UFC 189 Among the Greatest Cards of All Time
When the dust settled at the MGM Grand Garden Arena in Las Vegas, Nevada Saturday night July 11, 2015, there were only two words that came to mind. One of them I can't type here. The other was: awesome.
Never in my life have I witnessed a sporting event where everything fell into place so well. The UFC could not have rigged a better story than what played out at UFC 189.
Every single fight was better than the one before, and it all added up to what is being called the greatest fight card of all time. A card that brought us a Knockout of the Year, two Fight of the Year candidates, a title defense and the crowning of a new champion.
UFC President Dana White has long said: "Do not leave the fight in the hands of the judges." Well, with the 10 men who fought at UFC 189, the judges could have stayed home; all five fights on the main card were ended early. Not a single fight went to decision, and four were ended by knockout.
The night opened with Thomas Almeida vs. Brad Pickett. Pickett dominated early but Almeida survived some wobbly legs to land one of the cleanest flying-knees in UFC history. So clean, in fact, ring announcer Joe Rogan played the clip several times to listen to the impact of knee to face.
A trend of finishes continued as Gunnar Nelson gave Brandon Thatch a combination of punches that sent Thatch to the floor where Nelson swiftly choked him out.
Next, we had Jeremy Stephens against Dennis Bermudez. This fight was a back-and-forth slugfest. Bermudez landed what appeared to be knock-out blows and executed premier take-downs. Stephens defended the take-downs and traded blows at the same caliber.
In the end it was Stephens, who, with a face full of blood, connected another flush flying-knee before finishing Bermudez on the mat beneath a plethora of punches.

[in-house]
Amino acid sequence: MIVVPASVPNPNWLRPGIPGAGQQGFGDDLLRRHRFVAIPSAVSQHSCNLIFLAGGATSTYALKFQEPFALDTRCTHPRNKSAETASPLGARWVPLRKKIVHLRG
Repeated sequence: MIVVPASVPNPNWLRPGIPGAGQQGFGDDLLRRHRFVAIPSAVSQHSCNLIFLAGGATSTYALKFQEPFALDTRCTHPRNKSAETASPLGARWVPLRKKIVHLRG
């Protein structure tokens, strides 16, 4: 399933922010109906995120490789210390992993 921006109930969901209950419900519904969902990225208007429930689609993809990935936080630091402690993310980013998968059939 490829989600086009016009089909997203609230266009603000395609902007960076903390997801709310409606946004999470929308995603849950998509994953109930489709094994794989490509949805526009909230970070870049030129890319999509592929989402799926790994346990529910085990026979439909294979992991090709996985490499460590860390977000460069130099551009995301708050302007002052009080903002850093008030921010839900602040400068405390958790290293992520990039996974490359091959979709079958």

Then came the main events.
The Fight of the Night, maybe the fight of the year, was the co-main event. After a slow first round, things picked up quickly in the second when Rory MacDonald and Robbie Lawler went to battle. The next four rounds were violent, brutal, bloody, raging, savage and any other word you want to grab from a thesaurus.
Both men almost finished each other multiple times in an attempt to be considered the best welterweight in the world and take home the belt. After breaking his nose earlier in the fight, MacDonald was caught square in the face by a ruthless left hand by Lawler. MacDonald buckled from the pain, and the fight was called quickly after.
After Sinead O'Conner and Aaron Lewis gave live performances as the fighters made their way to the ring, Connor McGregor and Chad Mendes fought for the Interim Title.
In the first round, it appeared that McGregor talked more than he fought, landing a verbal assault while Mendes took over physically.
During McGregor's rise to fame and title contention, it's been said that he would lose to a wrestler if he ever fought one. During the first round and the early part of the second in the main event of UFC 189, it looked like the doubters were right.
Then, with just three seconds left in the second round, Connor McGregor said something pretty loud with his left hand.
The UFC's Most Hated was now its newest champion in front of a crowd in Vegas that was predominately Irish...at least for the night.
It was truly the best way to cap off the best, most exciting main card in UFC history. This only brings even more anticipation for a McGregor-Aldo matchup to combine the belts.
UFC next looks to top this performance in UFC 190 on August 1, 2015 live from Rio de Janeiro, Brazil where Rhonda Rousey defends her title against Bethe Correia. Rousey has finished her last two fights in thirty seconds combined.